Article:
Roast the kabocha squash in the oven until it can be cut and peeled. You may also prep it raw. Alternately use Butternut squash.

In a large soup pot, gently heat oil and onions until translucent. Add carrots and celery and stir to coat with onions and oil. Add water, stock, cubed squash, parsnip, tomatoes, and bring to a gentle boil. Skim scum off the top if necessary.

Reduce heat. Add coconut milk, ginger, and spices and simmer until all vegetables are softened. Remove bay leaf.

Use a hand held immersion blender and blend soup in pot until desired smoothness is achieved. Serve with a dollop of organic whole milk yogurt, creme fresh, or coconut kefir.

My Almond Milk Recipe

  • 1 cup raw organic almonds
  • 3 cups filtered water
  • 2 tsp. Agave nectar (optional)
  • 1 tsp. Vanilla

Soak almonds overnight in water with 1 tsp. apple cider vinegar. Drain, rinse well and drain again.
Place in blender. Add filtered water, vanilla, and agave nectar. Use a VitaMix and blend for 30 seconds. If using a regular blender time may need to be increased.

Nut milk may be squeezed through nut milk bag for a silky consistency. Pulp can be used for other recipes or remain in the milk. See below for an amazing truffle recipe using nut milk pulp.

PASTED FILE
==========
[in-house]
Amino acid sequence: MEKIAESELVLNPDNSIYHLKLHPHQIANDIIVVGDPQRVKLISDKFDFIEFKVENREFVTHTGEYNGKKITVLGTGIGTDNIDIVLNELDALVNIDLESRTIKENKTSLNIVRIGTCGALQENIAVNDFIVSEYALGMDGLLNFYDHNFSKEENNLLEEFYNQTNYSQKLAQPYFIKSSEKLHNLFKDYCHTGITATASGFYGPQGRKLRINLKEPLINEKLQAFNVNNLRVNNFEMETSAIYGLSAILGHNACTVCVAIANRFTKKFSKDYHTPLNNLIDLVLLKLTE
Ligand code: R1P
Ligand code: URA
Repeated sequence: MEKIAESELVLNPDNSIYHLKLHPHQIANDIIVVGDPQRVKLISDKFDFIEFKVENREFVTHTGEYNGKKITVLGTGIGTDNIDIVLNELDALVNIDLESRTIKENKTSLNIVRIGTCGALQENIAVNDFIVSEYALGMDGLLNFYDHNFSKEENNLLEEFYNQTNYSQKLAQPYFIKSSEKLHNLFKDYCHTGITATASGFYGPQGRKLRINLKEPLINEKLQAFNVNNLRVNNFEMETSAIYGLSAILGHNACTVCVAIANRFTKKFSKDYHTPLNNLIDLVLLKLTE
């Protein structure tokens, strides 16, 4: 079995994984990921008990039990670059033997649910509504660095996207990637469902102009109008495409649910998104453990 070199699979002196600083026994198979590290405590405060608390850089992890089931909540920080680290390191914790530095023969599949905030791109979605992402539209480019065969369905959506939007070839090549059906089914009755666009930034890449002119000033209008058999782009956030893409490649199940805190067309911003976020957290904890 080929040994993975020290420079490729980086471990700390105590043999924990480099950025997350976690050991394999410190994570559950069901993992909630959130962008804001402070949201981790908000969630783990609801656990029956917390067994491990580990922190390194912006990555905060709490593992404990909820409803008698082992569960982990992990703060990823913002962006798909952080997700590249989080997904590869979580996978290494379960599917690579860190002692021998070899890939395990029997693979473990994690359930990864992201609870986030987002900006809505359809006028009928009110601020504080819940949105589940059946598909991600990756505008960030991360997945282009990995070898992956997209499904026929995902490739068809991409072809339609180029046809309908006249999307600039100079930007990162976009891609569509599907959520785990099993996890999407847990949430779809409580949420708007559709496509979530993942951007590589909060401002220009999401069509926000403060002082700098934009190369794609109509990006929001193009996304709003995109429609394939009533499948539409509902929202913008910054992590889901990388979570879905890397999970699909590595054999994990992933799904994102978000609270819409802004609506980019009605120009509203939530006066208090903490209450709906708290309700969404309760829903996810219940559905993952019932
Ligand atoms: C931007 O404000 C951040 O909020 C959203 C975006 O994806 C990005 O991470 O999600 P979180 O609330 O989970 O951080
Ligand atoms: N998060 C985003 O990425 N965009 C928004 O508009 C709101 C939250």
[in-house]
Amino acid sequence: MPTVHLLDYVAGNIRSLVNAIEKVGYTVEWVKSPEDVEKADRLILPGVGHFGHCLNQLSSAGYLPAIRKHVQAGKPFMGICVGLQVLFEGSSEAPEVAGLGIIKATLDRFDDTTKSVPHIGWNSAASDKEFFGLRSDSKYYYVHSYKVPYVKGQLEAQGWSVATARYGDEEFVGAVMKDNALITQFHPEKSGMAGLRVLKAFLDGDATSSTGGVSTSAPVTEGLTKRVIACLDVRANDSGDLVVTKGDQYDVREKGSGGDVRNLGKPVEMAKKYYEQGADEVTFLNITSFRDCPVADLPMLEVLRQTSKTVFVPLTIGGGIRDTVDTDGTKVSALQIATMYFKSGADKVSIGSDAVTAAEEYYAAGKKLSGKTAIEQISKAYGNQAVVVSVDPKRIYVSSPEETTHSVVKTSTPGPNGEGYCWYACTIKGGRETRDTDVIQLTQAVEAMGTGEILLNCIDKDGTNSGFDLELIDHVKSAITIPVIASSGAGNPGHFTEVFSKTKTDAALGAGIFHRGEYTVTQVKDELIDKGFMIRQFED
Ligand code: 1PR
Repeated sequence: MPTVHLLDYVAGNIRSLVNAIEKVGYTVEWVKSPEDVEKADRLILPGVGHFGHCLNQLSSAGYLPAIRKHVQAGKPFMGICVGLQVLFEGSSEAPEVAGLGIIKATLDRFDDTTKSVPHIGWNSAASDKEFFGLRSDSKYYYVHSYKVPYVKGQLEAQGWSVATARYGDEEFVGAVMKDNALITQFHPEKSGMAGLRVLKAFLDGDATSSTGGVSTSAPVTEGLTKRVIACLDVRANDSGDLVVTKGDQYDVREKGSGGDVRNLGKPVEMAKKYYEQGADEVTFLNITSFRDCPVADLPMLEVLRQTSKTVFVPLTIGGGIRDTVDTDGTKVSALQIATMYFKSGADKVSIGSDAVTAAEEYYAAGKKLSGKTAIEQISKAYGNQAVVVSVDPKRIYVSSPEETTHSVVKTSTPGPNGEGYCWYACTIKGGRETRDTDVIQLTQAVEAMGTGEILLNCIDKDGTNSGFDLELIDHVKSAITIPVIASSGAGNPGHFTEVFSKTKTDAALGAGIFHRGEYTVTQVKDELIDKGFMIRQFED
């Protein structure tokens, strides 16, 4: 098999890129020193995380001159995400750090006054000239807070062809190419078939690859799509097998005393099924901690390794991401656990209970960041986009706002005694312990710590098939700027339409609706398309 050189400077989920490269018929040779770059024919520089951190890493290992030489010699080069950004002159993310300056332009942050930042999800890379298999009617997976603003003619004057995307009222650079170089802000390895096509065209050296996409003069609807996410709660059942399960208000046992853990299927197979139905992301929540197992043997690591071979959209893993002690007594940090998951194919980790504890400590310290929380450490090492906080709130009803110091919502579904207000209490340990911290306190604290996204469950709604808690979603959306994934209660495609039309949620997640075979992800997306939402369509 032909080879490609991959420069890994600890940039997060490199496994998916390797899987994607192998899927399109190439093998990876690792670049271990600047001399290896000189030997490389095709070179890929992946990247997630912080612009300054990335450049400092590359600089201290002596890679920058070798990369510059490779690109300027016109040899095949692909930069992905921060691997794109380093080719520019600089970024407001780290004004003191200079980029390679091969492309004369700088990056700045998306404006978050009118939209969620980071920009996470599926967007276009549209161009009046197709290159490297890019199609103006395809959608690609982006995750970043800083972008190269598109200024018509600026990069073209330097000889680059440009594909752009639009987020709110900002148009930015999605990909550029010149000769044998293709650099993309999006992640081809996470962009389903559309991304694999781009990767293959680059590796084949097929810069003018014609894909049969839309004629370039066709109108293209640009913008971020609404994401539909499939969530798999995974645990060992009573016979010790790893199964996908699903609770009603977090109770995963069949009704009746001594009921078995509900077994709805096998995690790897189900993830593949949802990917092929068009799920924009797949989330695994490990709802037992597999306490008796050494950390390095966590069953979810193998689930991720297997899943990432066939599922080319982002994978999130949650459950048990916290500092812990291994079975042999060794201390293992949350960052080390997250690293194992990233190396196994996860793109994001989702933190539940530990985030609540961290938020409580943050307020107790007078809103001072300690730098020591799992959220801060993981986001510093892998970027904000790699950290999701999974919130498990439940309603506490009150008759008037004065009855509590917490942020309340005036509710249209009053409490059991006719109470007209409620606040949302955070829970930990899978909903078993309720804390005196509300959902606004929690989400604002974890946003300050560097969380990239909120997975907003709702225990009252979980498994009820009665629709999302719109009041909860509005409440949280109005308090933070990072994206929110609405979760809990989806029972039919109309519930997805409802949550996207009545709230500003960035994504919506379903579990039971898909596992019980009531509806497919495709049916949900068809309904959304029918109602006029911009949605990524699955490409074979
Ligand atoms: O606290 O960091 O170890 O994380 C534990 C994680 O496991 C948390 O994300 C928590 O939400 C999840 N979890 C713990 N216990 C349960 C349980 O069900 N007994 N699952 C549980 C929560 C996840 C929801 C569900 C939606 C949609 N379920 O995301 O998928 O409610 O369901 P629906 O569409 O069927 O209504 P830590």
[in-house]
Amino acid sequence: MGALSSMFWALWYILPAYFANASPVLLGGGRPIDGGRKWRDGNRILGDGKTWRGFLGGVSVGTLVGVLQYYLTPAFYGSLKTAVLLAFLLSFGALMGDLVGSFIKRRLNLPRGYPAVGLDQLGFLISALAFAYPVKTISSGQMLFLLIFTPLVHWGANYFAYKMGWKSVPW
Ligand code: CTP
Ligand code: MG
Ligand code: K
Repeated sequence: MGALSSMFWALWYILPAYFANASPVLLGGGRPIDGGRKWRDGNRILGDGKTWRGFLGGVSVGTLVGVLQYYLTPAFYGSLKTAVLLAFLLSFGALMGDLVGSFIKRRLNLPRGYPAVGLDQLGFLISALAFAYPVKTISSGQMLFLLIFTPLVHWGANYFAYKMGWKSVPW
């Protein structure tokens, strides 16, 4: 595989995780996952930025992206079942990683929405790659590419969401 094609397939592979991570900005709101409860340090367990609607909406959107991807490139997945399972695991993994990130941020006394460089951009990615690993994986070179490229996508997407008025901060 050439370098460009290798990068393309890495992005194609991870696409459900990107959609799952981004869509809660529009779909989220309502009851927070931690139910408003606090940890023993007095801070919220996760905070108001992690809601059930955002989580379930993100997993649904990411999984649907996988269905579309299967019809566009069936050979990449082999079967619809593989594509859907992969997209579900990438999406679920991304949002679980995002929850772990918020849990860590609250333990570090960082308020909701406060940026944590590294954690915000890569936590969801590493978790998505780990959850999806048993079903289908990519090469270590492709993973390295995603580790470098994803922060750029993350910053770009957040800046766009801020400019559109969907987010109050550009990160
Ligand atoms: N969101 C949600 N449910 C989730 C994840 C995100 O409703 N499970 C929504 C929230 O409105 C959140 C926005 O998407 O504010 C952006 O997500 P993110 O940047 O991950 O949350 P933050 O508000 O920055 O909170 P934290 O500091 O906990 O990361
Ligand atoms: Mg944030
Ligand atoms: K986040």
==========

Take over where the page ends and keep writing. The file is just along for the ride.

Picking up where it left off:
My Nut Milk Pulp Truffles

Tri Holistic Nutrition Yum

 

Mix nut milk pulp, left over from making nut milk, with tahini paste. Add cocoa powder, vanilla, coconut butter and honey to taste. Do not over mix. Small chunks of coconut butter add texture. Cool in the refrigerator. Form into small balls and roll in extra cocoa. Keep in freezer for a dark chocolate delicious frozen treat that is healthy and not too sweet.

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Lacto-Fermented Carrots in Brine

Use organic veggies for best results.  

 This is a great way to make health promoting lacto-fermented veggies at home. These tangy fermented veggies are full of beneficial probiotics which is great for your gut and immune health. The key is to use filtered water. Chlorinated water will prevent the fermentation from taking place. 

Note- you can substitute any hard root veggies like sweet potatoes, beets, radishes, parsnip, rutabaga and even above ground veggies like cauliflower. 

The remaining liquid can be consumed as Gut Shots and also be used to speed up the next batch. I typically add 2-4 TBSP. to my next batch.

 Ingredients:

 1 bunch carrots washed, cut into thin 3-inch sticks

4 cups filtered water (with no chlorine)

2 tsp. sea salt or Himalayan pink salt

Wide mouth jar

To make the brine – mix water and sea salt in a bowl until dissolved. 

Place slices carrots or other veggies in a wide mouth mason jar and press down.

Herbs and spices are optional but really not necessary.

Cover with brine. Leave at room temperature for 4-7 days. Transfer to cold storage when desired tanginess is achieved.

Enjoy!

 

Braised Lamb Shanks with Fennel, Rosemary and Sun-dried Tomatoes